The wild, wild West

Adrian Wojnarowski
The Vertical

HOUSTON – Shoes off, stocking feet on his desk, Jeff Van Gundy had marched out of his news conference and into the silence of his Toyota Center office. Above his desk, there's the framed story of his late college mentor, Bud Presley, a small-school legend in the Bay Area and the toughest coach Van Gundy ever met. There was plenty of the coach's words in his old player's voice late Monday when Van Gundy was railing against that most ruthless playoff adversary: human nature.

"I would say that anybody who would think that we have two games to win one has no idea," Van Gundy said. "[Tracy] McGrady could go out at any time. Yao [Ming] could have one of those lethargic games."

Tracy McGrady had played the part of a superstar with 26 points and 16 assists, and his undrafted, undersized power forward, Chuck Hayes, took a charge on Derek Fisher in the final seconds of the Houston Rockets' telltale 96-92 Game 5 victory over the Utah Jazz. The Rockets inched closer to Houston history, on the cusp of winning a playoff series for the first time in a decade (and the first for McGrady and Yao). They go back to Utah with a 3-2 lead in the best-of-seven series, and Van Gundy feared that feeling of momentary contentment.

"Nobody here has experienced any playoff success, except for Dikembe [Mutombo] and myself," he said.

The Rockets have been pounded twice in Salt Lake City in this series, and odds are they will lose again to bring a Game 7 back to Houston on Saturday. Van Gundy's message on bringing some mettle to Utah for Game 6 was underscored with that perilous proposition that are these NBA playoffs.

As the Phoenix Suns and San Antonio Spurs moved within a victory of closing out the Los Angeles Lakers and Denver Nuggets, all hell is breaking loose on Houston's side of the bracket. Suddenly, the path to the Western Conference finals wouldn't be through the best team in the NBA, the bigger, deeper Dallas Mavericks, but perhaps the best story of the tournament, Don Nelson's go-go Golden State Warriors.

The Warriors are threatening to transform the West playoffs with a stunning, suffocating beatdown on Dallas. Rockets guard Rafer Alston marveled, "You've got to be shocked by what they're doing. Everyone should be shocked. I don't think anybody should sit there and say that they knew this was going to happen because nobody knew this was going to happen."

As one Eastern Conference executive remembered, there was a warning sign that this could happen. Two years ago, Avery Johnson, then a rookie coach, rested his starters upon clinching the No. 4 seed and found his players unfit for responding to the ferocity of the playoffs. The Mavericks dropped Games 1 and 2 at home to the Rockets and trailed by six points late in Game 3 before saving themselves, and the series, and commandeering a comeback for a seven-game series victory.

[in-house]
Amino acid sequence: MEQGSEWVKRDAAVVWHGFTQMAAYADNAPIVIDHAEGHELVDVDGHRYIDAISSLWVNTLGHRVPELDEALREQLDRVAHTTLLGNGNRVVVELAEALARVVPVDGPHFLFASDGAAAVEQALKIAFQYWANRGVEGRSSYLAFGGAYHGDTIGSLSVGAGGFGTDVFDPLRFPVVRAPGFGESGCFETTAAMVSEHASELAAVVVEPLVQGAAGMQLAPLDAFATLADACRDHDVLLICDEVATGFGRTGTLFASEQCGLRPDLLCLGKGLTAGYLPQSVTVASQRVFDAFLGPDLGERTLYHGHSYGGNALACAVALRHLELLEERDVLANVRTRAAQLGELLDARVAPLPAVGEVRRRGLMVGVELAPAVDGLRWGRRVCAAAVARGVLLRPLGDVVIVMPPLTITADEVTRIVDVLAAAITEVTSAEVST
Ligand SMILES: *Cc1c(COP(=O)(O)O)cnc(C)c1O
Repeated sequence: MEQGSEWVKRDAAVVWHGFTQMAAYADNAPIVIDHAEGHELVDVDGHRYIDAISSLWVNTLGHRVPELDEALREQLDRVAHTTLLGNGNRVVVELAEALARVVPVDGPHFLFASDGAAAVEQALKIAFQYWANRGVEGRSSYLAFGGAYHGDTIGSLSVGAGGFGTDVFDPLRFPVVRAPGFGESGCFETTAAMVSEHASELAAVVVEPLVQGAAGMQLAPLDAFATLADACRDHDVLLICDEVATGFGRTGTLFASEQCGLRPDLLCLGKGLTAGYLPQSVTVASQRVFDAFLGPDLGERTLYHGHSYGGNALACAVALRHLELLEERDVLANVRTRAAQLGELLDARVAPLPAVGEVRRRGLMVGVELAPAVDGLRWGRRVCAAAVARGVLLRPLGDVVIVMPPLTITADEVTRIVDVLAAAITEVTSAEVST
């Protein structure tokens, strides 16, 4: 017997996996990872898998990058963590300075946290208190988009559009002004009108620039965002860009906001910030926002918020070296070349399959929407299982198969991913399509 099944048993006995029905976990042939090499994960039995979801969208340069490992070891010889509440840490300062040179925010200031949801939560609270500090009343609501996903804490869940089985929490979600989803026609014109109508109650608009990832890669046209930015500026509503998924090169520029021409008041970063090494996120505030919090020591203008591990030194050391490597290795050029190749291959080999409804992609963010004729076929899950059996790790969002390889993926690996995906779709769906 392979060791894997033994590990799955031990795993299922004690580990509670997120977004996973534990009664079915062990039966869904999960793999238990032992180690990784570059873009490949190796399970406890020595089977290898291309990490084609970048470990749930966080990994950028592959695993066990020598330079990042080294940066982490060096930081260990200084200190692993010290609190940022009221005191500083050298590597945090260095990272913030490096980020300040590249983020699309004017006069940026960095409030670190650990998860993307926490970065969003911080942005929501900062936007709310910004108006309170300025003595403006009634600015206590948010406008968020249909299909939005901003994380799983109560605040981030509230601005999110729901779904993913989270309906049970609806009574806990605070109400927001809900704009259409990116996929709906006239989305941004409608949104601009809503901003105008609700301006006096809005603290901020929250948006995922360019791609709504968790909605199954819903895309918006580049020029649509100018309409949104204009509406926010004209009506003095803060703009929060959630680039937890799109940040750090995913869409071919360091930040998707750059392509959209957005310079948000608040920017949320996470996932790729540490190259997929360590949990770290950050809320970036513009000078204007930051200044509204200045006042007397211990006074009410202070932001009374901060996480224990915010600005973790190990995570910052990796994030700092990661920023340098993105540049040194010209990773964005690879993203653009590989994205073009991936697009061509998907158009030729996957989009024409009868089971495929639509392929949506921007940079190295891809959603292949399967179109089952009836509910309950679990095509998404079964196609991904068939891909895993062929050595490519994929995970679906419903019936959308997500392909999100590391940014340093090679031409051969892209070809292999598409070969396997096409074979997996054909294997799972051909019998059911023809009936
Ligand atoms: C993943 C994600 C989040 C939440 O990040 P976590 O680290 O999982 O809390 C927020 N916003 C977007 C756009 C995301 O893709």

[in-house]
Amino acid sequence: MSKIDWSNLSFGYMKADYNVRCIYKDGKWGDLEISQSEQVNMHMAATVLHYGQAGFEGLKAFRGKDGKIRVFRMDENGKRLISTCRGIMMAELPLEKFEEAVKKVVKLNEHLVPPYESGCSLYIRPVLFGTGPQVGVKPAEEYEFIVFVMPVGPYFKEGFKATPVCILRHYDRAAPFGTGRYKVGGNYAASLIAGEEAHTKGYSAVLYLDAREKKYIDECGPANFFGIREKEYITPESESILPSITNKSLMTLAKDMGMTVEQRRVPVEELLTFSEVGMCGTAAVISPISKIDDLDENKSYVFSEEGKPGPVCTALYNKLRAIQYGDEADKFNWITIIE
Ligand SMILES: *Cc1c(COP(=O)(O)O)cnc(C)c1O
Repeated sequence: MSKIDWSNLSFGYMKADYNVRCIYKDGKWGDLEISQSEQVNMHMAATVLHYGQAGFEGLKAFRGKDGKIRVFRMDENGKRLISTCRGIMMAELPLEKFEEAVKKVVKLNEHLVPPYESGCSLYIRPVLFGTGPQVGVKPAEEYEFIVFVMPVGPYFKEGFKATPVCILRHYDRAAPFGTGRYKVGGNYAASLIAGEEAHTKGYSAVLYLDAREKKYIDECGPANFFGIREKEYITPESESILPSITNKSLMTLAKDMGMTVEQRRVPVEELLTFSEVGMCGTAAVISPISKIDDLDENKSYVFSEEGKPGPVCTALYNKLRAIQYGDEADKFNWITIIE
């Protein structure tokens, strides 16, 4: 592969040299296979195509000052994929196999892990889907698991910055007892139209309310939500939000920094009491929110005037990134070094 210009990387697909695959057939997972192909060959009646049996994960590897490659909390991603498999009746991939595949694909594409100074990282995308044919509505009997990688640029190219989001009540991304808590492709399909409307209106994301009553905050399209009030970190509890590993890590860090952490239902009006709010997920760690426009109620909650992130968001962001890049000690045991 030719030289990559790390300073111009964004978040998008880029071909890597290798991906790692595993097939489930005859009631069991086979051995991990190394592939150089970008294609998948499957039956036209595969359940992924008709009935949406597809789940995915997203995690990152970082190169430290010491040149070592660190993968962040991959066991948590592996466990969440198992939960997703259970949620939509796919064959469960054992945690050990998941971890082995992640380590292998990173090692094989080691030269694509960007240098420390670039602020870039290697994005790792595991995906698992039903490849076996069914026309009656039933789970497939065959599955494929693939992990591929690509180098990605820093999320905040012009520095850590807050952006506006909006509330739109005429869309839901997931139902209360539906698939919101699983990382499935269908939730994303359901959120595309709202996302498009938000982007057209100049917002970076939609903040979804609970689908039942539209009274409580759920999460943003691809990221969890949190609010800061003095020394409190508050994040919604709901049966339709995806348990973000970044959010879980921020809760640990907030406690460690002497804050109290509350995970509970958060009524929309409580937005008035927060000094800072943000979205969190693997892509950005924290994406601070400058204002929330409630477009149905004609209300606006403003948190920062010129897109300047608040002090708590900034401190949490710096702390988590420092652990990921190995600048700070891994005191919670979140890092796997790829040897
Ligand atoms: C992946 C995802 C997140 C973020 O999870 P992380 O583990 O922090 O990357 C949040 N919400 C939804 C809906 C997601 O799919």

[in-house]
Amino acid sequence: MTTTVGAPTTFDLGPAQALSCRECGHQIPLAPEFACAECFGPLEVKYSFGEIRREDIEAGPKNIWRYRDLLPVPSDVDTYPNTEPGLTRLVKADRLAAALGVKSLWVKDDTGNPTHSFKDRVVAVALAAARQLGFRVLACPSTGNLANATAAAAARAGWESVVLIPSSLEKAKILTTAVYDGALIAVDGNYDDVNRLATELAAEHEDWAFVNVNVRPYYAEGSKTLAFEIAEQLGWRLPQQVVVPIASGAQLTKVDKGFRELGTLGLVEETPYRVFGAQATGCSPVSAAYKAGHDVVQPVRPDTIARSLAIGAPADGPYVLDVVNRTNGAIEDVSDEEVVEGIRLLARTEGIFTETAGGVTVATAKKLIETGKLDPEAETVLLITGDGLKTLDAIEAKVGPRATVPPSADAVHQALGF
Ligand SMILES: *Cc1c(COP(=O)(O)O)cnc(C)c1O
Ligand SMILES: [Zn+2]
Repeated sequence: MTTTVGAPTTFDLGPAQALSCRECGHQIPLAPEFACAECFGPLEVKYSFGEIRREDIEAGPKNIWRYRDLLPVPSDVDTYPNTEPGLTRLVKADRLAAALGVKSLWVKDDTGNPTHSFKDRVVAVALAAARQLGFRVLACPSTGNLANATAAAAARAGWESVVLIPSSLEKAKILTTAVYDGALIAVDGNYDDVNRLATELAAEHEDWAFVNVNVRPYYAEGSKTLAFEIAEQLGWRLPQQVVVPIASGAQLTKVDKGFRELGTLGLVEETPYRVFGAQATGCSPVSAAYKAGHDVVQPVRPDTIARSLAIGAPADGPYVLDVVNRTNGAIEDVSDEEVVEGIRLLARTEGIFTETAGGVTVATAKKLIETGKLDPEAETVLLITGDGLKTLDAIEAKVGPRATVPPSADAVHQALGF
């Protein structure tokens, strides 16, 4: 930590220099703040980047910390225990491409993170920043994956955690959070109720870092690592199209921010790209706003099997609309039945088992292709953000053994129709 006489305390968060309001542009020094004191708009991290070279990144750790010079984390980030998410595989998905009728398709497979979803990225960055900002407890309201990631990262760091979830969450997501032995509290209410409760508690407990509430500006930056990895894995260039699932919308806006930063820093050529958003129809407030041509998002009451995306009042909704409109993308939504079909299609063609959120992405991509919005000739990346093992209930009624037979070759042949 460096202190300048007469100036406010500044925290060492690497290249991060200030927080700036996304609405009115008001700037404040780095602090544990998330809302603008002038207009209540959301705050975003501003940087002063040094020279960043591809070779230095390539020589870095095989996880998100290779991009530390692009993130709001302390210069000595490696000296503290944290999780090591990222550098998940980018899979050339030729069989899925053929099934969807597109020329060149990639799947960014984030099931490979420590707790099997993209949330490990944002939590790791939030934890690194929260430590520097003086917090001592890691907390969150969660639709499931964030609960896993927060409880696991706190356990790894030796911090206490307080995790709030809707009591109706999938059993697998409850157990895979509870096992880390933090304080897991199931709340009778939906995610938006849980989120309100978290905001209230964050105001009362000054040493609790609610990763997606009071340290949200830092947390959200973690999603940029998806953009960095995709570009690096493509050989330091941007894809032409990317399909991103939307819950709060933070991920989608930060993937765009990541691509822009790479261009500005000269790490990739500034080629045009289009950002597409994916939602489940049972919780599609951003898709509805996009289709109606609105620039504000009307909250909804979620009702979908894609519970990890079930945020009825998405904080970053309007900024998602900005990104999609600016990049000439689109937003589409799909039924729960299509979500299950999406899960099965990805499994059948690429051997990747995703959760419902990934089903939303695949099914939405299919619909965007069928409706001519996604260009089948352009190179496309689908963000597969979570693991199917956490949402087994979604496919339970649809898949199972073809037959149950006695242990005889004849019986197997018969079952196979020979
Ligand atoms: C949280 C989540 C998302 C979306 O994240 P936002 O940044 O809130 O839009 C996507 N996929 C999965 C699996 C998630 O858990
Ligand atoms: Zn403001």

"So why in the world did [Johnson] do this again to himself?" the executive asked. "Why did he sit his guys at the end of the season because it's obvious they went into the playoffs not ready to pick right back up where they left off – especially with what they knew the Warriors were bringing them."

If nothing else, it was enough to get Dallas off-balance. The Mavericks haven't recovered, and on Tuesday, they're on the verge of going down the way a No. 1 seed has never done in a best-of-seven series – to a No. 8. This has been the wild west in these playoffs, and if the Rockets just find a way to steal one more game from the Jazz, a most improbable team will find its way into the Western Conference finals.

Houston's Alston wasn't trying to peek past Utah; he was just answering a question on Golden State. He loves watching the Warriors and envies the way they play. "A great brand of basketball," he said. "But you need some low-post play, some big bodies. There will come a time when someone will just pound the ball down inside on you."

The Rockets are within a victory of getting that shot, and late Monday night, Jeff Van Gundy was trying to sell his team on finding a way to get it in Salt Lake. They've been destroyed there twice in the past week, but they try again on Thursday. The Warriors could be waiting. Wild, wild west, indeed.